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I'm a sexual assault survivor. This is how you can help me feel safe in Trump's America.

After the election, this is what one sexual assault survivor wants you to know.

Yesterday, I put on my makeshift pantsuit and cried happy tears as I made my way across state lines to cast my vote for Hillary Clinton.

But I didn't just cast my vote for her, the woman who would've been our first female president. I cast my vote against Donald Trump, a man who has had multiple women come forward to levy assault allegations at him.

My candidate lost the election. But as a sexual assault survivor, I lost even more.  

I spent most of last night comforting fellow survivors. They were having panic attacks in their rooms. They were driving aimlessly, afraid to go home. They were out with friends, dissociating.


I knew I was going to wake up to a different America, one full of people who confirmed my biggest fear with their votes.

This election confirmed what so many other groups now know: I am not protected. It is not safe to be a survivor of sexual assault in America.  

With a few hundred electoral votes counted, I felt exactly as I had right after my assault: numb.

The silver lining in all of this is that when I was done crying and staring at the ceiling, I picked up my phone and saw dozens of texts from friends checking in from across the country. I knew I had people in my corner. That's what got me out of bed this morning.

But it's only Wednesday. The week is young. Our president-elect hasn't even taken office yet.

So this is what I need from you right now: I need your endorsement.

No, I'm not staging a one-woman coup. This isn't me begging for a recount, either. I'm asking for a do-over, but not a do-over election.

You're voting in tiny yet profound ways every single day, and this matters. This is the do-over.

You vote when you laugh at a rape joke. You vote when you explain away an actor's — or a candidate's — history of violence against women. You vote when you refuse to step in when you see someone's consent being violated. You vote when you ignore statistics that say we're all around you, watching you, hoping you'll do something to support us.

And with every vote, you're endorsing either the survivor or the assailant. So what do I need from you? This week, I need you to ask yourself:"If I do this, if I vote like this, who will be in power? Will I be endorsing the survivor? Or will I be casting my vote for the assailant?"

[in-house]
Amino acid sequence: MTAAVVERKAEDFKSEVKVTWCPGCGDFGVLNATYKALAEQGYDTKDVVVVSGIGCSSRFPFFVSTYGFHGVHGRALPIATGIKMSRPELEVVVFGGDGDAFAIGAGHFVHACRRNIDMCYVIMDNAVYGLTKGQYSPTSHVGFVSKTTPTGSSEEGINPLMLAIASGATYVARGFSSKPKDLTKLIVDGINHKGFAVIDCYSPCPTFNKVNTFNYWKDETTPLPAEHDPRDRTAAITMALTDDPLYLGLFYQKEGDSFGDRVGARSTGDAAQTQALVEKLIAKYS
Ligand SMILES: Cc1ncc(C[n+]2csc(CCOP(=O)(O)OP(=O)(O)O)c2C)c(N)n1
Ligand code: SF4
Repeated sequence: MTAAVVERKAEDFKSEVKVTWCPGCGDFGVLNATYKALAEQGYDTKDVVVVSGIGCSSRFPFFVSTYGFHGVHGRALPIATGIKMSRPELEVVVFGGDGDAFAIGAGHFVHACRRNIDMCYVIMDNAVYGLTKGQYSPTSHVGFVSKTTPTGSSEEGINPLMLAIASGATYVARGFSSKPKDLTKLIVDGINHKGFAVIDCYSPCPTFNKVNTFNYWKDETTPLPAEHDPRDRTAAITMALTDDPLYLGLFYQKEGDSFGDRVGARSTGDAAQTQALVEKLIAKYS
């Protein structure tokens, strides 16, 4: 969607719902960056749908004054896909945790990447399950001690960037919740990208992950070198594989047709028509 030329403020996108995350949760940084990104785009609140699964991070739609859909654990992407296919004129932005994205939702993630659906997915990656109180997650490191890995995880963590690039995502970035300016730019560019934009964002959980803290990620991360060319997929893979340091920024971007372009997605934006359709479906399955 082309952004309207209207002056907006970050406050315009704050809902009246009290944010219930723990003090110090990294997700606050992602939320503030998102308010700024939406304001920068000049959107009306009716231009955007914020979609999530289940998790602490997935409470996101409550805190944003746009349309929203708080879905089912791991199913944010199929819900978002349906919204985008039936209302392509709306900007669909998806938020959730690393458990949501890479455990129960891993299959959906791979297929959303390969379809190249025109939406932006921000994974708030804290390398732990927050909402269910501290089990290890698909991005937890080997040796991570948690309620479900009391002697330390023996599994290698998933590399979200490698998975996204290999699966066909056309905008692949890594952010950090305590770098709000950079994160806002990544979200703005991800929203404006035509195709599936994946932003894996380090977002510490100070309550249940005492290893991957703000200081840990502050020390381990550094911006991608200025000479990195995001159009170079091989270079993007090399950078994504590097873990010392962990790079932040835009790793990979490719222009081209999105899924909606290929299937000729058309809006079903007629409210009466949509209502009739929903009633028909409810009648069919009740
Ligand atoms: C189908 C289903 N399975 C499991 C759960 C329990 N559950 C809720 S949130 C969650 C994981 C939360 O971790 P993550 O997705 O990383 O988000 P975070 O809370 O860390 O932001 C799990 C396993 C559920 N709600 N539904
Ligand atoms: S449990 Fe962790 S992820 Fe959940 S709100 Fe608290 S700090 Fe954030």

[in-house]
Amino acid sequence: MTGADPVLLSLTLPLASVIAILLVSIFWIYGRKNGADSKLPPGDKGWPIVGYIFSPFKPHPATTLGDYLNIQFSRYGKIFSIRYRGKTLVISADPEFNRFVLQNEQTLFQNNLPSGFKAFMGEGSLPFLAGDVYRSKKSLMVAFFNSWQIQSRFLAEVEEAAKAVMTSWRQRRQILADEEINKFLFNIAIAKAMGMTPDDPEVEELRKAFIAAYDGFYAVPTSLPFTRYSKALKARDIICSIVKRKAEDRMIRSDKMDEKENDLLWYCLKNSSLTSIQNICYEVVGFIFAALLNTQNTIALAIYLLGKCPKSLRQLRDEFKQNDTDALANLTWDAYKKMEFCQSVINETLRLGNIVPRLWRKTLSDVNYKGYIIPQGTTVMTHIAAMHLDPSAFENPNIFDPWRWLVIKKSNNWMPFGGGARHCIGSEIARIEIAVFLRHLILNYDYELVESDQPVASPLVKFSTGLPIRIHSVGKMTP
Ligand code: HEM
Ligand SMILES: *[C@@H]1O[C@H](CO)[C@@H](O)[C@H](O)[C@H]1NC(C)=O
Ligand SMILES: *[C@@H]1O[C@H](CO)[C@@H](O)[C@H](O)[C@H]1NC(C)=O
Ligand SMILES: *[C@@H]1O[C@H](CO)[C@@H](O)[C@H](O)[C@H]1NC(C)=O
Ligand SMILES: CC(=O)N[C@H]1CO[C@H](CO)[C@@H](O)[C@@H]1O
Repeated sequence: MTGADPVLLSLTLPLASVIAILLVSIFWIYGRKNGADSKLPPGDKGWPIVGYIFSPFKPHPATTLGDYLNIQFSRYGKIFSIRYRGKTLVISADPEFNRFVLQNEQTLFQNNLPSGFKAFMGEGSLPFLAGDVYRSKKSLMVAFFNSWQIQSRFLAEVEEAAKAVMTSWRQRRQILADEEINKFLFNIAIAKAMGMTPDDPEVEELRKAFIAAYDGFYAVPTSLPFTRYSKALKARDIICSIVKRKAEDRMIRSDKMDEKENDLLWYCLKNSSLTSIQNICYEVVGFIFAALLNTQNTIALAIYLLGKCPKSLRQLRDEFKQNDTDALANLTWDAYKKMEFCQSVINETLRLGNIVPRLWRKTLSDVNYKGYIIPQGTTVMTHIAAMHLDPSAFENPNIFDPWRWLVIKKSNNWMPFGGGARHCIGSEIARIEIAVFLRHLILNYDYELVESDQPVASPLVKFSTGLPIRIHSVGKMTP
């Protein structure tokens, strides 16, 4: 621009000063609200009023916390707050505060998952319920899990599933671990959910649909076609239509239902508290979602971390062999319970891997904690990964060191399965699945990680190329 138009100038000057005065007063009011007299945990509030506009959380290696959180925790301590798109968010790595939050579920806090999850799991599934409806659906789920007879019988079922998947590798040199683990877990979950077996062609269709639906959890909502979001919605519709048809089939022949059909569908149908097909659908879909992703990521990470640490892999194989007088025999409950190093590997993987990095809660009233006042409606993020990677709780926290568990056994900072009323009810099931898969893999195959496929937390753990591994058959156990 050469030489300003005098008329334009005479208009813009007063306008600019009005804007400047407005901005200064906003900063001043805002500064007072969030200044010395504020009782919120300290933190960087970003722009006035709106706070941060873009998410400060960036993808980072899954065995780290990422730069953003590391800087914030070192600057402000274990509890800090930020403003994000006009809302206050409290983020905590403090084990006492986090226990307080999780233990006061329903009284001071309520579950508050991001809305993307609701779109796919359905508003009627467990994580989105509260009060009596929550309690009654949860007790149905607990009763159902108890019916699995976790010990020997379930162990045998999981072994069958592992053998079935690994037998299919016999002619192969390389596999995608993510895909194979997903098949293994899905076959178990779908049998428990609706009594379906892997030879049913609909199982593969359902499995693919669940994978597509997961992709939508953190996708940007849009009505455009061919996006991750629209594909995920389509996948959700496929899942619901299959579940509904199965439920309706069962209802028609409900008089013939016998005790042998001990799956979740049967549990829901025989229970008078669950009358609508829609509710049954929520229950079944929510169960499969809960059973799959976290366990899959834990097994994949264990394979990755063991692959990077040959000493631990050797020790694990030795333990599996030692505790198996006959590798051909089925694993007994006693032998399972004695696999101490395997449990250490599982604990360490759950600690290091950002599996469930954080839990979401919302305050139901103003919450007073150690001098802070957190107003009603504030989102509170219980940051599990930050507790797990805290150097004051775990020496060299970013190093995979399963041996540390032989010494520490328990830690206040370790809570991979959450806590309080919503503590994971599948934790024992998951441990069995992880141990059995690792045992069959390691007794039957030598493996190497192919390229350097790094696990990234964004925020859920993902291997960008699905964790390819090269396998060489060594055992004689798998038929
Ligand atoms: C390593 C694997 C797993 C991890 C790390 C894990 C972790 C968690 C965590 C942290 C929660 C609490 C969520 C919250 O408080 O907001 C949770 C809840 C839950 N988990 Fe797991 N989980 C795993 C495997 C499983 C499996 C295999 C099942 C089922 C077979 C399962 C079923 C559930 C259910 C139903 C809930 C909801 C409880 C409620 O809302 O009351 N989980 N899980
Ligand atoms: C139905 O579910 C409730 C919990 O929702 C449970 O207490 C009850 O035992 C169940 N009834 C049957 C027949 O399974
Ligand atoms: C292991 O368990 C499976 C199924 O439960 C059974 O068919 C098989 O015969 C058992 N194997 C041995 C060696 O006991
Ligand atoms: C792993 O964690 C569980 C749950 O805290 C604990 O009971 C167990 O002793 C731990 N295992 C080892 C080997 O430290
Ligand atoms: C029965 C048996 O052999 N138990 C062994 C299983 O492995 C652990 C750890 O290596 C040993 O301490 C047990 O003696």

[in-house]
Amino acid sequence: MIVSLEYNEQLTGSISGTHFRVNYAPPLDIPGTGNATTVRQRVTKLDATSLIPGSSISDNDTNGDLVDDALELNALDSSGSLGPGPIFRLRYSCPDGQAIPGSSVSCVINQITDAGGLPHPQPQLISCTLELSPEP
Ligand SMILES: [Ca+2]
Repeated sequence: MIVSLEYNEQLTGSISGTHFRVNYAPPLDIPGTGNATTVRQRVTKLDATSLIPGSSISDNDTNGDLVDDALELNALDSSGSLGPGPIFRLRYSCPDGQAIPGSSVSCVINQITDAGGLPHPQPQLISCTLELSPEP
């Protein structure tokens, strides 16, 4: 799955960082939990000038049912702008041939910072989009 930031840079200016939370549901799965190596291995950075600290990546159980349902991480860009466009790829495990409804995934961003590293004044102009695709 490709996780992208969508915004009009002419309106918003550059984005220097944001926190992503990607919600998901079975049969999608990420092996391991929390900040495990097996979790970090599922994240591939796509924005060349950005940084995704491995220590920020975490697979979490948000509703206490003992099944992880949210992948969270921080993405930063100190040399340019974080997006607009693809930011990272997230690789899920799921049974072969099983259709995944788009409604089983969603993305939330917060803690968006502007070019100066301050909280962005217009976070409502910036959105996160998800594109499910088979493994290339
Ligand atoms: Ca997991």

Right now, even if you don't know it, you're surrounded by survivors who are afraid and struggling. They're your coworkers and friends and family members and strangers, and they all have one thing in common: They're waiting to see if they can trust you.

This week, I'm asking you to empower those who have had their power taken away.

We can't change what happened last night, but you can help support survivors moving forward.

Speak out. Promote a crisis hotline. Donate to a local rape crisis organization. Make it clear that regardless of who is in the highest office in this land, you will do what it takes to support survivors.

If I can ask anything from you this week, it's your endorsement. I need an ally. I need someone in my corner, someone who has my back. I need someone who will fight with me as we work to protect other people who are oppressed and scared, someone who will text me at 5 a.m., and call out awful rape jokes, and take care of me.

Can I count on you?

Finally, someone explains why we all need subtitles

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So if you've been wondering if it's just you who needs subtitles in order to watch the latest marathon-worthy show, worry no more. Vox video producer Edward Vega interviewed dialogue editor Austin Olivia Kendrick to get to the bottom of why we can't seem to make out what the actors are saying anymore. It turns out it's technology's fault, and to get to how we got here, Vega and Kendrick took us back in time.

They first explained that way back when movies were first moving from silent film to spoken dialogue, actors had to enunciate and project loudly while speaking directly into a large microphone. If they spoke and moved like actors do today, it would sound almost as if someone were giving a drive-by soliloquy while circling the block. You'd only hear every other sentence or two.

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Jayson Gaddis, a relationship expert, took to Twitter to rip off people's rose-colored glasses and tell them to forego marriage. Honestly, with the divorce rate in this country being as high as it is, he probably could've stopped his tweet right there. Don't get married, the end. Many people would've probably related and not questioned the bold statement, but thankfully he followed up with three things you must be willing to do before going to the chapel.

Before going into his reasons for why he tells people not to get married, Gaddis explained that he is a person that "LOVEs being married." I mean, it would probably make him a pretty weird relationship expert if he hated relationships, so it's probably a good thing he enjoys being married. Surely his spouse appreciates his stance as well.

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Photo by kabita Darlami on Unsplash, @DorsaAmir/Twitter

Parents, maybe give yourselves a break

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